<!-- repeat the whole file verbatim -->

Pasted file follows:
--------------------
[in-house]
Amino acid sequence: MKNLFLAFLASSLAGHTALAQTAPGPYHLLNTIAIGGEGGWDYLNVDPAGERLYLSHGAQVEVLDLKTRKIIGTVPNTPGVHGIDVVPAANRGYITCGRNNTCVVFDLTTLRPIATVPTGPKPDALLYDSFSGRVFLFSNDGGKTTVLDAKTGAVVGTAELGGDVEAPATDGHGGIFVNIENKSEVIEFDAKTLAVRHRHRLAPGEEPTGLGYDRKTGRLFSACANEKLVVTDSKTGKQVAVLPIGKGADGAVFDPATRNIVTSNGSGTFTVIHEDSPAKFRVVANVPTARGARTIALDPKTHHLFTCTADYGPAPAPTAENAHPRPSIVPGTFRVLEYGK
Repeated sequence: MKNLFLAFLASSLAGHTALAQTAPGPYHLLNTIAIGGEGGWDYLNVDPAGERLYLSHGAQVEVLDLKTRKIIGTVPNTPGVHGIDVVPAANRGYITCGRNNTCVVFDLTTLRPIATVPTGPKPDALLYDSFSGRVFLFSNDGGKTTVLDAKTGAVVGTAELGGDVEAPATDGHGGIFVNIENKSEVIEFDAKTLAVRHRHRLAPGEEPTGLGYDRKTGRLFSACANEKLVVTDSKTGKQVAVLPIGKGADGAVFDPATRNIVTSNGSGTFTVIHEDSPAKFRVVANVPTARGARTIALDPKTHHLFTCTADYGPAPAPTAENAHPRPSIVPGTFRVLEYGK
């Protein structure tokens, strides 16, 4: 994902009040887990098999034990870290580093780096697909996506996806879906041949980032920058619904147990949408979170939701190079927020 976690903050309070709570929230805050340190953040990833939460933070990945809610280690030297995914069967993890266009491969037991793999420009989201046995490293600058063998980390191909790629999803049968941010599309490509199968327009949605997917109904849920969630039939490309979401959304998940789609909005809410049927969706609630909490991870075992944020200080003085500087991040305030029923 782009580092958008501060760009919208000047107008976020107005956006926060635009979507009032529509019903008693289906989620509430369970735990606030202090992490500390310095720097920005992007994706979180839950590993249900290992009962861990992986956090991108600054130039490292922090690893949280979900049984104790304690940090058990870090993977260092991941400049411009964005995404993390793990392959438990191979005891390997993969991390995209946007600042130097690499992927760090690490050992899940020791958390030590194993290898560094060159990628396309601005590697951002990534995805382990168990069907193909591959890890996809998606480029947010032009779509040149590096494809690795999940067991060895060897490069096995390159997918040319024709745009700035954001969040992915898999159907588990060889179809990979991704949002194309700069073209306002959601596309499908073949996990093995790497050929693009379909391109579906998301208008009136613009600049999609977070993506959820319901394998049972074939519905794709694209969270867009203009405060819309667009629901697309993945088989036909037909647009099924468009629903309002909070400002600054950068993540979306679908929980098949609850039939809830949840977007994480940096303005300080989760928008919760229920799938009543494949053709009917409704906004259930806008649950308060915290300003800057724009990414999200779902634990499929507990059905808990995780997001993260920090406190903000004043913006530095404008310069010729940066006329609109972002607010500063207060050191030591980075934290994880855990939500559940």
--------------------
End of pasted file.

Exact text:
[in-house]
Amino acid sequence: MKNLFLAFLASSLAGHTALAQTAPGPYHLLNTIAIGGEGGWDYLNVDPAGERLYLSHGAQVEVLDLKTRKIIGTVPNTPGVHGIDVVPAANRGYITCGRNNTCVVFDLTTLRPIATVPTGPKPDALLYDSFSGRVFLFSNDGGKTTVLDAKTGAVVGTAELGGDVEAPATDGHGGIFVNIENKSEVIEFDAKTLAVRHRHRLAPGEEPTGLGYDRKTGRLFSACANEKLVVTDSKTGKQVAVLPIGKGADGAVFDPATRNIVTSNGSGTFTVIHEDSPAKFRVVANVPTARGARTIALDPKTHHLFTCTADYGPAPAPTAENAHPRPSIVPGTFRVLEYGK
Repeated sequence: MKNLFLAFLASSLAGHTALAQTAPGPYHLLNTIAIGGEGGWDYLNVDPAGERLYLSHGAQVEVLDLKTRKIIGTVPNTPGVHGIDVVPAANRGYITCGRNNTCVVFDLTTLRPIATVPTGPKPDALLYDSFSGRVFLFSNDGGKTTVLDAKTGAVVGTAELGGDVEAPATDGHGGIFVNIENKSEVIEFDAKTLAVRHRHRLAPGEEPTGLGYDRKTGRLFSACANEKLVVTDSKTGKQVAVLPIGKGADGAVFDPATRNIVTSNGSGTFTVIHEDSPAKFRVVANVPTARGARTIALDPKTHHLFTCTADYGPAPAPTAENAHPRPSIVPGTFRVLEYGK
């Protein structure tokens, strides 16, 4: 994902009040887990098999034990870290580093780096697909996506996806879906041949980032920058619904147990949408979170939701190079927020 976690903050309070709570929230805050340190953040990833939460933070990945809610280690030297995914069967993890266009491969037991793999420009989201046995490293600058063998980390191909790629999803049968941010599309490509199968327009949605997917109904849920969630039939490309979401959304998940789609909005809410049927969706609630909490991870075992944020200080003085500087991040305030029923 782009580092958008501060760009919208000047107008976020107005956006926060635009979507009032529509019903008693289906989620509430369970735990606030202090992490500390310095720097920005992007994706979180839950590993249900290992009962861990992986956090991108600054130039490292922090690893949280979900049984104790304690940090058990870090993977260092991941400049411009964005995404993390793990392959438990191979005891390997993969991390995209946007600042130097690499992927760090690490050992899940020791958390030590194993290898560094060159990628396309601005590697951002990534995805382990168990069907193909591959890890996809998606480029947010032009779509040149590096494809690795999940067991060895060897490069096995390159997918040319024709745009700035954001969040992915898999159907588990060889179809990979991704949002194309700069073209306002959601596309499908073949996990093995790497050929693009379909391109579906998301208008009136613009600049999609977070993506959820319901394998049972074939519905794709694209969270867009203009405060819309667009629901697309993945088989036909037909647009099924468009629903309002909070400002600054950068993540979306679908929980098949609850039939809830949840977007994480940096303005300080989760928008919760229920799938009543494949053709009917409704906004259930806008649950308060915290300003800057724009990414999200779902634990499929507990059905808990995780997001993260920090406190903000004043913006530095404008310069010729940066006329609109972002607010500063207060050191030591980075934290994880855990939500559940």